5. […] One of my favorite reads of the week: A Feminist Defense of Cinderella. […]

  6. SXPemberton on March 28, 2014 at 8:02 am

    Princess isn’t just a gendered term, it is also an indicator of inherited elite status. In what way is an aristocratic system of inherited wealth and privilege giving women “choices and the ability to create their own destinies away from a prescribed formula”? Which women benefit from that? Hint: a tiny minority of rich, white, heterosexual women who are compliant with the needs of that system. That doesn’t sound so feminist to me!

    Encouraging your daughters to identify with Princesses is encouraging them to identify with the beneficiaries of inherited wealth and status inequalities. It’s also, by extension, encouraging them to participate in class and racial exploitation – if you don’t believe me, ask the British Royal family where all those mansions and jewels came from. I fear that the lesson that your daughters are learning is that they should focus on benefiting from unearned privilege, not individual merit.

  7. A on March 28, 2014 at 12:16 pm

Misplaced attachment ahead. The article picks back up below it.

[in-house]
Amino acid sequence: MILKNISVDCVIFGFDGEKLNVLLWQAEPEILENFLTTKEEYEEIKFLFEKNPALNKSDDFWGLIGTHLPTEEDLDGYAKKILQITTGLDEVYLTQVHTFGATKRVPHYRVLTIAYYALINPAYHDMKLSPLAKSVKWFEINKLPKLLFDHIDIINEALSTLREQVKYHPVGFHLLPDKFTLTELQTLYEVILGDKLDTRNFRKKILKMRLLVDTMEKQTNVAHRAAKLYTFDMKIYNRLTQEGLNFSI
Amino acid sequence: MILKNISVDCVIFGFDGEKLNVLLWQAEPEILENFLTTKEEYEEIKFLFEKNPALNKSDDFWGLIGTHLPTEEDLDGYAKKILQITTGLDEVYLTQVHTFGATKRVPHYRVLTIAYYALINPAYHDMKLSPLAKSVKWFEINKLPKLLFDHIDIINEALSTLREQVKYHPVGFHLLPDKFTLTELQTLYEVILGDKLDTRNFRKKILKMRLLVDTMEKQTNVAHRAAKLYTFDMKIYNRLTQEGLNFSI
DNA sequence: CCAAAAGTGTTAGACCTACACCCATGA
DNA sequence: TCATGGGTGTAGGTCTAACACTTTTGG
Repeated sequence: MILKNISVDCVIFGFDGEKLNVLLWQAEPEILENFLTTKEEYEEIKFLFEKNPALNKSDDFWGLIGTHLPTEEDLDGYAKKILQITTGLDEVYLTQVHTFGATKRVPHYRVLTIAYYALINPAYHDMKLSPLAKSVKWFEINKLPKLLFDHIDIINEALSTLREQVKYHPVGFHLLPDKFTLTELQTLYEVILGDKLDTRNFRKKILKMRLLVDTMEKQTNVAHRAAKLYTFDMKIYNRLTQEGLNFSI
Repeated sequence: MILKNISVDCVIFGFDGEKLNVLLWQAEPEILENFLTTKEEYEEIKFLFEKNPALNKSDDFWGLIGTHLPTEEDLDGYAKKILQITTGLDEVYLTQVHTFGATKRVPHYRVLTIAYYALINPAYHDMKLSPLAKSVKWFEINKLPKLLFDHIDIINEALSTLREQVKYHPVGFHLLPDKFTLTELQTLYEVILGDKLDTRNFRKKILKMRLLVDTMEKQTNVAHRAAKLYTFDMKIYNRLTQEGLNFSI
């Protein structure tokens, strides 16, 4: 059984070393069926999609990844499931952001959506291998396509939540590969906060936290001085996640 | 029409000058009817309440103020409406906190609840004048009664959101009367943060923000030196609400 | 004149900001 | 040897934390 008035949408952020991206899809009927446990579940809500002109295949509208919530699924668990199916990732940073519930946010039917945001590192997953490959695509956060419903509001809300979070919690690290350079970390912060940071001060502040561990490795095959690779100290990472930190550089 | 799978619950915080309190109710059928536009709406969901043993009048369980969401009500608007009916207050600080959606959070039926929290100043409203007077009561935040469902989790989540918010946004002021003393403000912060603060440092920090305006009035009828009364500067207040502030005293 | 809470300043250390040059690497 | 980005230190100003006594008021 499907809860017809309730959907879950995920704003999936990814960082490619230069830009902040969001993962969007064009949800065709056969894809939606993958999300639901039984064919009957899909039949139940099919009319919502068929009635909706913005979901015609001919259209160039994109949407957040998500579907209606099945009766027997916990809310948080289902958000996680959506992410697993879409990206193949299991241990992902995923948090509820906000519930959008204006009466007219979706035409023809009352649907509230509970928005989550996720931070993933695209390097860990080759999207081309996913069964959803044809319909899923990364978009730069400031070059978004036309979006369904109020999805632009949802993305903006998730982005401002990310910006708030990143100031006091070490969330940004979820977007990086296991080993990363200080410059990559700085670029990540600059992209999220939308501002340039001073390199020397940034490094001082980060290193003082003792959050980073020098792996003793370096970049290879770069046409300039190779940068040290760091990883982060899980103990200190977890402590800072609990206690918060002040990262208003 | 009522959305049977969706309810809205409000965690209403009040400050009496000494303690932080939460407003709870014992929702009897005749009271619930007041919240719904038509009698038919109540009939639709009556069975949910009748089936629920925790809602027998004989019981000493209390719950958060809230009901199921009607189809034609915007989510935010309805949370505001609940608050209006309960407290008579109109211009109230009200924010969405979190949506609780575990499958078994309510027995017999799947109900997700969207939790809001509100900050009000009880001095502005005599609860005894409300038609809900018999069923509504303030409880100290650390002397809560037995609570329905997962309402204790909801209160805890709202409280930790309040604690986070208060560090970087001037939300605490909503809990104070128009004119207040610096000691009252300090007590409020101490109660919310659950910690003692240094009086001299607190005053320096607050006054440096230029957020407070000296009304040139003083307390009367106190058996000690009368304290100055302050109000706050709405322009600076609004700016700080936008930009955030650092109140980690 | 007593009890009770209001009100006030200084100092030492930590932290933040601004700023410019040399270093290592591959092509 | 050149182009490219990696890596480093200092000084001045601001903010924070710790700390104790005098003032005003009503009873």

There’s nothing wrong with femininity or acting feminine, that doesn’t mean there’s nothing wrong with Cinderella. This article makes a lot of great points but very few of them address anything about Disney princesses. Have you seen the actual movie? It’s about a girl who is rewarded for taking abuse and being beautiful.

  8. Tragic Sandwich on March 28, 2014 at 1:12 pm

    My problem with Disney Princesses is not that they are princesses, but that the marketing removes their individual characters and replaces them with color-coded dresses. I like a lot of things about the characters as individuals (Cinderella is kind, Belle is curious, Merida learns how to take responsibility for her actions, etc.), but I passionately dislike Disney Princesses: The Marketing Phenomenon.

    If Baguettte develops an interest in them, we won’t deny her that, but we’re not pushing her toward it, either.

  9. You missed the point on March 28, 2014 at 3:56 pm

    The problem with the disney princesses is not their femininity. I’m happy for girls to embrace all things pink and sparkly and pretty. It’s about the ugly classism. It’s about the narrative of your full self worth being linked to getting the right man (if he’s working class he’s sure to be evil and a brute or just a little working gnome…but if he’s evil and a brute and rich then that’s awesome and you can hopefully transform him.) It’s the fact that these toys have swallowed up any market for toys for girls that allow them to create their own role play and narrative. It’s about the beliefs that raise attractiveness to the most important quality a woman can have. It’s about the lack of diversity. It’s about so much more than being girly which is awesome for girls who wish to be that.